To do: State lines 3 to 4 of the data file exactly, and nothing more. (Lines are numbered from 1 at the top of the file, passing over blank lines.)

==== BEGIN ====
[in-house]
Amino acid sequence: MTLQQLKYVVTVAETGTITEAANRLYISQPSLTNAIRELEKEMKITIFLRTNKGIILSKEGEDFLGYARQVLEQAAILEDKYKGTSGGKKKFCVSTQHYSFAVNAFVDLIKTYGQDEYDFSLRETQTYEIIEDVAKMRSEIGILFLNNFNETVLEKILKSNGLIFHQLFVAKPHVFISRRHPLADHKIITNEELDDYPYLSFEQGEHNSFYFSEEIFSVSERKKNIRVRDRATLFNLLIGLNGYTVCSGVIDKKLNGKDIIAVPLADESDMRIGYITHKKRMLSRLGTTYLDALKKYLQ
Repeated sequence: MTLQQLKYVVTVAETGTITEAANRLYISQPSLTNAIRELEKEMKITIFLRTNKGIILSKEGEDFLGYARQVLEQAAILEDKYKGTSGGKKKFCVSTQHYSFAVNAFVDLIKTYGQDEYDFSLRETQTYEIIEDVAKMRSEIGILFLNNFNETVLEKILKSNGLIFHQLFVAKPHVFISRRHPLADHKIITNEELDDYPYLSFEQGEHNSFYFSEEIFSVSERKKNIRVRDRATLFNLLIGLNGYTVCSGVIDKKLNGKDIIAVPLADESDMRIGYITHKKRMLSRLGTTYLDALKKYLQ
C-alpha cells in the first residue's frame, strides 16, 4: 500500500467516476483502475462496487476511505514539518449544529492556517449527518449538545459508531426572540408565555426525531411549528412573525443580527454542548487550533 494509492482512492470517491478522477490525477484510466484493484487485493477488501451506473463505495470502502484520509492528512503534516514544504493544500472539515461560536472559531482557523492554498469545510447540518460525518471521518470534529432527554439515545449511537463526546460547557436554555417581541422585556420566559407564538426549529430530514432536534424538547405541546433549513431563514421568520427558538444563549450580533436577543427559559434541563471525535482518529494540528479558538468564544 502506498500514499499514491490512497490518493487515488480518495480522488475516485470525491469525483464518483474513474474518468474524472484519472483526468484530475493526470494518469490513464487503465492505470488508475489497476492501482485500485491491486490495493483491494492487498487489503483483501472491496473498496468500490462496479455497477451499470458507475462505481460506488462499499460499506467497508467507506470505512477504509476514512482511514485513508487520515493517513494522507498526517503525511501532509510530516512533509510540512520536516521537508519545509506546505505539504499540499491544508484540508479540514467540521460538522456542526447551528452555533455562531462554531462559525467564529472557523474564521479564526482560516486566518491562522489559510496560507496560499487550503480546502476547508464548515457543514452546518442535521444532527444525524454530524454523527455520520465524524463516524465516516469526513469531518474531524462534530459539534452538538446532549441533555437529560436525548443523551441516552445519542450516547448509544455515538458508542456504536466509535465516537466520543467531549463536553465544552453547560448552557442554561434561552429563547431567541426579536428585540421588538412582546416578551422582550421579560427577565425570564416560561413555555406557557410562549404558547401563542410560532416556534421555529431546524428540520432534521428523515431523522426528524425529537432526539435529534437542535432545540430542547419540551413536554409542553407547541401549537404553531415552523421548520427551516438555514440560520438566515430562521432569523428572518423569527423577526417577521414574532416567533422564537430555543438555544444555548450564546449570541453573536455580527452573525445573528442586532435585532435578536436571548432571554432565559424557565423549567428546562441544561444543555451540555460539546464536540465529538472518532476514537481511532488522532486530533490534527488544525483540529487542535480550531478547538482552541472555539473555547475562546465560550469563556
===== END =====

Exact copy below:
Repeated sequence: MTLQQLKYVVTVAETGTITEAANRLYISQPSLTNAIRELEKEMKITIFLRTNKGIILSKEGEDFLGYARQVLEQAAILEDKYKGTSGGKKKFCVSTQHYSFAVNAFVDLIKTYGQDEYDFSLRETQTYEIIEDVAKMRSEIGILFLNNFNETVLEKILKSNGLIFHQLFVAKPHVFISRRHPLADHKIITNEELDDYPYLSFEQGEHNSFYFSEEIFSVSERKKNIRVRDRATLFNLLIGLNGYTVCSGVIDKKLNGKDIIAVPLADESDMRIGYITHKKRMLSRLGTTYLDALKKYLQ
C-alpha cells in the first residue's frame, strides 16, 4: 500500500467516476483502475462496487476511505514539518449544529492556517449527518449538545459508531426572540408565555426525531411549528412573525443580527454542548487550533 494509492482512492470517491478522477490525477484510466484493484487485493477488501451506473463505495470502502484520509492528512503534516514544504493544500472539515461560536472559531482557523492554498469545510447540518460525518471521518470534529432527554439515545449511537463526546460547557436554555417581541422585556420566559407564538426549529430530514432536534424538547405541546433549513431563514421568520427558538444563549450580533436577543427559559434541563471525535482518529494540528479558538468564544 502506498500514499499514491490512497490518493487515488480518495480522488475516485470525491469525483464518483474513474474518468474524472484519472483526468484530475493526470494518469490513464487503465492505470488508475489497476492501482485500485491491486490495493483491494492487498487489503483483501472491496473498496468500490462496479455497477451499470458507475462505481460506488462499499460499506467497508467507506470505512477504509476514512482511514485513508487520515493517513494522507498526517503525511501532509510530516512533509510540512520536516521537508519545509506546505505539504499540499491544508484540508479540514467540521460538522456542526447551528452555533455562531462554531462559525467564529472557523474564521479564526482560516486566518491562522489559510496560507496560499487550503480546502476547508464548515457543514452546518442535521444532527444525524454530524454523527455520520465524524463516524465516516469526513469531518474531524462534530459539534452538538446532549441533555437529560436525548443523551441516552445519542450516547448509544455515538458508542456504536466509535465516537466520543467531549463536553465544552453547560448552557442554561434561552429563547431567541426579536428585540421588538412582546416578551422582550421579560427577565425570564416560561413555555406557557410562549404558547401563542410560532416556534421555529431546524428540520432534521428523515431523522426528524425529537432526539435529534437542535432545540430542547419540551413536554409542553407547541401549537404553531415552523421548520427551516438555514440560520438566515430562521432569523428572518423569527423577526417577521414574532416567533422564537430555543438555544444555548450564546449570541453573536455580527452573525445573528442586532435585532435578536436571548432571554432565559424557565423549567428546562441544561444543555451540555460539546464536540465529538472518532476514537481511532488522532486530533490534527488544525483540529487542535480550531478547538482552541472555539473555547475562546465560550469563556